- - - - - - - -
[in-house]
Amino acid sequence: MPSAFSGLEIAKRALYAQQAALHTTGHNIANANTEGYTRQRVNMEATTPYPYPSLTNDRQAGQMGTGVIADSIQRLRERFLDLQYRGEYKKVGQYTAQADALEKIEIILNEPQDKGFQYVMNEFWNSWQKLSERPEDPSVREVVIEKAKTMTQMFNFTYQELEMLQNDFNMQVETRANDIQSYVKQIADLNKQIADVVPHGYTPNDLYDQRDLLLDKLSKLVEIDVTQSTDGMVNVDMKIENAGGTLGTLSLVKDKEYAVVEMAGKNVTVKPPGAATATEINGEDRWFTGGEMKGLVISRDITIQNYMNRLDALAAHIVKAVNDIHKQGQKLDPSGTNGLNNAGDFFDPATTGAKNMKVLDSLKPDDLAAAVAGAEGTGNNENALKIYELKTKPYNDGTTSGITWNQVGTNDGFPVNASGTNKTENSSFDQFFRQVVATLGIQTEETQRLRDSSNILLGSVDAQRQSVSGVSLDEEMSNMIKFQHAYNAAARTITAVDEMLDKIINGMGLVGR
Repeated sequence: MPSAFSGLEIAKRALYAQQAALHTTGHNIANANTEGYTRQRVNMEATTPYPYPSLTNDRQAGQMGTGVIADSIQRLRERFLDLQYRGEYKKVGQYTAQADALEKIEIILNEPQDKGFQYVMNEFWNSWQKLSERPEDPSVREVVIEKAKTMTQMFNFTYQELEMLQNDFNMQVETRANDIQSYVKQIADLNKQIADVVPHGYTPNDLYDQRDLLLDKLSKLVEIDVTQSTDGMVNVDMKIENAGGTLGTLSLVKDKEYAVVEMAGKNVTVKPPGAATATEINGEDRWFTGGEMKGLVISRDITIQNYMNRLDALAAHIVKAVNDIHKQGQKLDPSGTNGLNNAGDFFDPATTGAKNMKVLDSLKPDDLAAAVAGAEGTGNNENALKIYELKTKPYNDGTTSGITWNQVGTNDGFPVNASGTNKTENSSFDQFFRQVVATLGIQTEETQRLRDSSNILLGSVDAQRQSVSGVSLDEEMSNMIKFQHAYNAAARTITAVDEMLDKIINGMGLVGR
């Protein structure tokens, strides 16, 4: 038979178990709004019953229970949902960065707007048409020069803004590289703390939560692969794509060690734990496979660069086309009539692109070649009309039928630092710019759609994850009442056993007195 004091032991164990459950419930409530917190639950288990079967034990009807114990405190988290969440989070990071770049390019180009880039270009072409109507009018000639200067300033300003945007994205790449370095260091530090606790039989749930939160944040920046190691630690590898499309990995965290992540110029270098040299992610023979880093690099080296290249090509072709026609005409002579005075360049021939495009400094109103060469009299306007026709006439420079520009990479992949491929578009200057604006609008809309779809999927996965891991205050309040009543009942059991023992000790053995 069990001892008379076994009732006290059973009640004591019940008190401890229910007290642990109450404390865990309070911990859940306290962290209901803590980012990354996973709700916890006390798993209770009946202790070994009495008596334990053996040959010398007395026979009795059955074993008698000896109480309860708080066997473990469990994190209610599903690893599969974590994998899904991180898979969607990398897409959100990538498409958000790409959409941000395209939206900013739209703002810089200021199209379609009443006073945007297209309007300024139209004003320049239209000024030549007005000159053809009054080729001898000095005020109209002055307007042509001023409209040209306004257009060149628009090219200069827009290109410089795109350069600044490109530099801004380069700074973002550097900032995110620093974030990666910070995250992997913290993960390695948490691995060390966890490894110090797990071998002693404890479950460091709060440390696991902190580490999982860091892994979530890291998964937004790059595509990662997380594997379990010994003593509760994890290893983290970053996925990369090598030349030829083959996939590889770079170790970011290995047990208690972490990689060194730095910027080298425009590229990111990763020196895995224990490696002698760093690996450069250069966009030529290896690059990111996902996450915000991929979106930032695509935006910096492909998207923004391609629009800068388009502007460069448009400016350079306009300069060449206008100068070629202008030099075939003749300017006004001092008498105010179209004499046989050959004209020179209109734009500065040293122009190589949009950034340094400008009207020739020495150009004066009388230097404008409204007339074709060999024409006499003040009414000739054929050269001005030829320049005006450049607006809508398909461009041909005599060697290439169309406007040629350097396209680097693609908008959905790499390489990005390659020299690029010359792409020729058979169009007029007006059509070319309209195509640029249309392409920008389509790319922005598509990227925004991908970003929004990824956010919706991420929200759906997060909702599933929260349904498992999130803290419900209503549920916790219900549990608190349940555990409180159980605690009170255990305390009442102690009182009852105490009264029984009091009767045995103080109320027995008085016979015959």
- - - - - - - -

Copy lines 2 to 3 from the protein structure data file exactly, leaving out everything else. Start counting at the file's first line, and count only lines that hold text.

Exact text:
Amino acid sequence: MPSAFSGLEIAKRALYAQQAALHTTGHNIANANTEGYTRQRVNMEATTPYPYPSLTNDRQAGQMGTGVIADSIQRLRERFLDLQYRGEYKKVGQYTAQADALEKIEIILNEPQDKGFQYVMNEFWNSWQKLSERPEDPSVREVVIEKAKTMTQMFNFTYQELEMLQNDFNMQVETRANDIQSYVKQIADLNKQIADVVPHGYTPNDLYDQRDLLLDKLSKLVEIDVTQSTDGMVNVDMKIENAGGTLGTLSLVKDKEYAVVEMAGKNVTVKPPGAATATEINGEDRWFTGGEMKGLVISRDITIQNYMNRLDALAAHIVKAVNDIHKQGQKLDPSGTNGLNNAGDFFDPATTGAKNMKVLDSLKPDDLAAAVAGAEGTGNNENALKIYELKTKPYNDGTTSGITWNQVGTNDGFPVNASGTNKTENSSFDQFFRQVVATLGIQTEETQRLRDSSNILLGSVDAQRQSVSGVSLDEEMSNMIKFQHAYNAAARTITAVDEMLDKIINGMGLVGR
Repeated sequence: MPSAFSGLEIAKRALYAQQAALHTTGHNIANANTEGYTRQRVNMEATTPYPYPSLTNDRQAGQMGTGVIADSIQRLRERFLDLQYRGEYKKVGQYTAQADALEKIEIILNEPQDKGFQYVMNEFWNSWQKLSERPEDPSVREVVIEKAKTMTQMFNFTYQELEMLQNDFNMQVETRANDIQSYVKQIADLNKQIADVVPHGYTPNDLYDQRDLLLDKLSKLVEIDVTQSTDGMVNVDMKIENAGGTLGTLSLVKDKEYAVVEMAGKNVTVKPPGAATATEINGEDRWFTGGEMKGLVISRDITIQNYMNRLDALAAHIVKAVNDIHKQGQKLDPSGTNGLNNAGDFFDPATTGAKNMKVLDSLKPDDLAAAVAGAEGTGNNENALKIYELKTKPYNDGTTSGITWNQVGTNDGFPVNASGTNKTENSSFDQFFRQVVATLGIQTEETQRLRDSSNILLGSVDAQRQSVSGVSLDEEMSNMIKFQHAYNAAARTITAVDEMLDKIINGMGLVGR